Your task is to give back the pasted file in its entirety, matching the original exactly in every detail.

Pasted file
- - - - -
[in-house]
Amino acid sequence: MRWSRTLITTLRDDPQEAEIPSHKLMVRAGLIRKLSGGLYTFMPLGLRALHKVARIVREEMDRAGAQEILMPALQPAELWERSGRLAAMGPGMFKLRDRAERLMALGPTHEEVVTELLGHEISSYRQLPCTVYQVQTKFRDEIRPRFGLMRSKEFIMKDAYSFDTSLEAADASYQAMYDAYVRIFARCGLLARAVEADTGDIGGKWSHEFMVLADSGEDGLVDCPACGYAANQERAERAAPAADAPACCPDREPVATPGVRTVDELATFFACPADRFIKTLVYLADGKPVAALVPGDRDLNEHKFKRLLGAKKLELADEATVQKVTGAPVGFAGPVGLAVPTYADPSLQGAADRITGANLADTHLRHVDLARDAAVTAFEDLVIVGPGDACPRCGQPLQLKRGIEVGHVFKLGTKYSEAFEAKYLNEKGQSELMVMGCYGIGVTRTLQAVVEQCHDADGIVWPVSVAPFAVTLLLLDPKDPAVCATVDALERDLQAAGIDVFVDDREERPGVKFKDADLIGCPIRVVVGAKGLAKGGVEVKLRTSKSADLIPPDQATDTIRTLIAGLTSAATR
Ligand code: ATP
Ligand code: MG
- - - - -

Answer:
[in-house]
Amino acid sequence: MRWSRTLITTLRDDPQEAEIPSHKLMVRAGLIRKLSGGLYTFMPLGLRALHKVARIVREEMDRAGAQEILMPALQPAELWERSGRLAAMGPGMFKLRDRAERLMALGPTHEEVVTELLGHEISSYRQLPCTVYQVQTKFRDEIRPRFGLMRSKEFIMKDAYSFDTSLEAADASYQAMYDAYVRIFARCGLLARAVEADTGDIGGKWSHEFMVLADSGEDGLVDCPACGYAANQERAERAAPAADAPACCPDREPVATPGVRTVDELATFFACPADRFIKTLVYLADGKPVAALVPGDRDLNEHKFKRLLGAKKLELADEATVQKVTGAPVGFAGPVGLAVPTYADPSLQGAADRITGANLADTHLRHVDLARDAAVTAFEDLVIVGPGDACPRCGQPLQLKRGIEVGHVFKLGTKYSEAFEAKYLNEKGQSELMVMGCYGIGVTRTLQAVVEQCHDADGIVWPVSVAPFAVTLLLLDPKDPAVCATVDALERDLQAAGIDVFVDDREERPGVKFKDADLIGCPIRVVVGAKGLAKGGVEVKLRTSKSADLIPPDQATDTIRTLIAGLTSAATR
Ligand code: ATP
Ligand code: MG